HIV Infection in Mothers and Children, Focus of Two New Studies in Africa

Acquired Immunodeficiency Syndrome (AIDS) is an infection acquired from body fluids such as blood, through blood transfusion or sexual intercourse. The disease is known to be caused by the HIV, a virus which, up to this day, has no established cure.

Most people in the United States living with HIV have learned to accept their chronic condition and have successfully managed their disease. In sub-Saharan Africa, however, HIV infection, especially in mothers and children still is a big problem. Unlike in the US where vertical transmission from mother to child is sparse in occurrence, new cases of HIV infection in children and maternal deaths due to HIV is still rampant in this African region. Additionally, compared to other parts of the world, the number of pregnant mothers of Eastern and Southern Africa who are infected with HIV is significantly greater.

According to UNICEF, 50 percent of children in the world known to have HIV are found in the Eastern and Southern Africa, and more than 90 percent of these children were infected through transmission of mother to child during pregnancy.

In light of this current situation, Janet Turan, Ph.D., associate professor in the Department of Health Care Organization and Policy at the UAB School of Public Health, together with a team of experts in biomedical science research, has recently been granted more than $600,000 from the National Institute of Mental Health for the new study, A Home-Based Couples Intervention to Enhance PMTCT and Family Health in Kenya. The study is set to be completed in three years’ time. This is a continuation of her ongoing work which centers on proper education and counseling to reduce the stigma of HIV infection among pregnant women in Kenya. Turan would be the lead author of the study which would be conducted in collaboration with investigators at the Kenya Medical Research Institute and the University of California, San Francisco.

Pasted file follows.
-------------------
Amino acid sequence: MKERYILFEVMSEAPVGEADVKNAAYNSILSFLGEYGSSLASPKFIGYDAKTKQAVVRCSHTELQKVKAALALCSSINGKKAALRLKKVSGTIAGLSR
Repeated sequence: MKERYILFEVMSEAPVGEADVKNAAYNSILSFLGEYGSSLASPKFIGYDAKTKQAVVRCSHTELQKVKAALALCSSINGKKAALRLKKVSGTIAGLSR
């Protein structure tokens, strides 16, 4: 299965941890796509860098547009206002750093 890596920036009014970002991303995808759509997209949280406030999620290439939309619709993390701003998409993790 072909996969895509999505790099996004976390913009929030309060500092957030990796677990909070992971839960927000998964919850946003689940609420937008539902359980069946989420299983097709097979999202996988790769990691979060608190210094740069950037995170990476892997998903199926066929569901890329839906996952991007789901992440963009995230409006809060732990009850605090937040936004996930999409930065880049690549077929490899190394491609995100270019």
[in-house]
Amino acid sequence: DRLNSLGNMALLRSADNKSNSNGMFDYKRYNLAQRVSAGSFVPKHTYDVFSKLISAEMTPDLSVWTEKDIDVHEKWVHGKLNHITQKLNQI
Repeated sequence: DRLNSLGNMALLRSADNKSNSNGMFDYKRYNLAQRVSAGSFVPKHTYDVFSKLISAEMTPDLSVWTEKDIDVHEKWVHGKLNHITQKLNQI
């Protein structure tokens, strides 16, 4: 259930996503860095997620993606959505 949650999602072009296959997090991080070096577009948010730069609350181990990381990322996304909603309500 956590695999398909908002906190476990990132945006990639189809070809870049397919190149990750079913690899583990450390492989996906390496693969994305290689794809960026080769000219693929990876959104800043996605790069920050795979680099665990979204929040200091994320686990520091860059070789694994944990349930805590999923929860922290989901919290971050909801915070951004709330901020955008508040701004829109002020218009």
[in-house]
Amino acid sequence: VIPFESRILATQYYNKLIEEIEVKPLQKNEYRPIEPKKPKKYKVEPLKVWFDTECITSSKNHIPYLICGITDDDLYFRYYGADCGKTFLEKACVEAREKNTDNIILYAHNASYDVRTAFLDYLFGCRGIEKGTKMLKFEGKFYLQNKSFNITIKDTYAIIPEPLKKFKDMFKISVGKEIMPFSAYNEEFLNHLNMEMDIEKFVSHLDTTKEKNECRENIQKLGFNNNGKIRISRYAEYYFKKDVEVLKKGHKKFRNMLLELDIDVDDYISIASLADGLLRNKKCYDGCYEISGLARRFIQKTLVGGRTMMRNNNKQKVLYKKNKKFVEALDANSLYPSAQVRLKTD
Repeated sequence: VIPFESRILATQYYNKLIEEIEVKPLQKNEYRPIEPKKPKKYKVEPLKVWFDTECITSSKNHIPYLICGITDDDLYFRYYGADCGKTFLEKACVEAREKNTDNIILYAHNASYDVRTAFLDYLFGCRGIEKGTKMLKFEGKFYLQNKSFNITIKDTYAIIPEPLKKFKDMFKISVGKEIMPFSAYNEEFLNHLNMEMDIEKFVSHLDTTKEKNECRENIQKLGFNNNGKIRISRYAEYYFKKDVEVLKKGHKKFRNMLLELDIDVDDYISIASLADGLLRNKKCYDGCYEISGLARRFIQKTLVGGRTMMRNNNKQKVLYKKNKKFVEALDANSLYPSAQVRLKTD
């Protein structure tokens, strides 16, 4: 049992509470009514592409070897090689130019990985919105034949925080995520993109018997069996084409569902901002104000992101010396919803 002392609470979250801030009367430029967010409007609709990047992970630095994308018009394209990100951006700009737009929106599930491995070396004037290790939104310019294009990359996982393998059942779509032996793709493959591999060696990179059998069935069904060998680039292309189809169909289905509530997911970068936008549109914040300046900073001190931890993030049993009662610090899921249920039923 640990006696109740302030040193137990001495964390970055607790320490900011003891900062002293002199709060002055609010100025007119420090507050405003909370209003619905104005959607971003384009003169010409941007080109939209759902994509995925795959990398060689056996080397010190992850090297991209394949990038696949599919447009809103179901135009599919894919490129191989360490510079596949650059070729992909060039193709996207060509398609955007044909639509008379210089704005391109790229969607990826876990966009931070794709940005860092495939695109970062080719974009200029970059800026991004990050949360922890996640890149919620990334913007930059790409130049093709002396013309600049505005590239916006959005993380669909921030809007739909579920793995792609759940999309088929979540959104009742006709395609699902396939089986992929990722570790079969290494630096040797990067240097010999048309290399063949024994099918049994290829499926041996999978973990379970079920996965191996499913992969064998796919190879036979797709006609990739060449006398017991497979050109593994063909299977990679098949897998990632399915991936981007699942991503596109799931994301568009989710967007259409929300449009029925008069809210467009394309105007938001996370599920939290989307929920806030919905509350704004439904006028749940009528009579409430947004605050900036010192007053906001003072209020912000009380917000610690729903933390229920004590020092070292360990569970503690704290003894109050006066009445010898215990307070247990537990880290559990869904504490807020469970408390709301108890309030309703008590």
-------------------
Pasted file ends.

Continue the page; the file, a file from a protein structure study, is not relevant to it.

The objective of the research is to be able to develop intervention and information dissemination among couples. The study would be conducted through home visits and includes secure HIV testing, with counseling for family health during the time that the mother is pregnant. A home-based strategy is proposed since men rarely accompany women during their maternal visits. Home visits ensure that information can reach the couple in a convenient way and in a secure environment.

Turan pointed out that the stigma among infected women remains a barrier to Antiretroviral therapy, which has the potential to reduce vertical transmission to almost as low as 1%. Therapy can only be initiated when pregnant women consents to testing and disclosure. This way, HIV-infection related maternal deaths and infant morbidity may be decreased.

Another research co-authored by Dr. Turan, in collaboration with KEMRI and the University of Colorado, Denver, has been granted an R01 grant in the amount of $1,721,830, funded by the National Institute of Child Health and Development. The study, which is set to run in the next five years, also zones in on the elimination of HIV infection in the pediatric population, together with saving maternal lives. It also aims to improve antiretroviral therapy and simplify its implementation.

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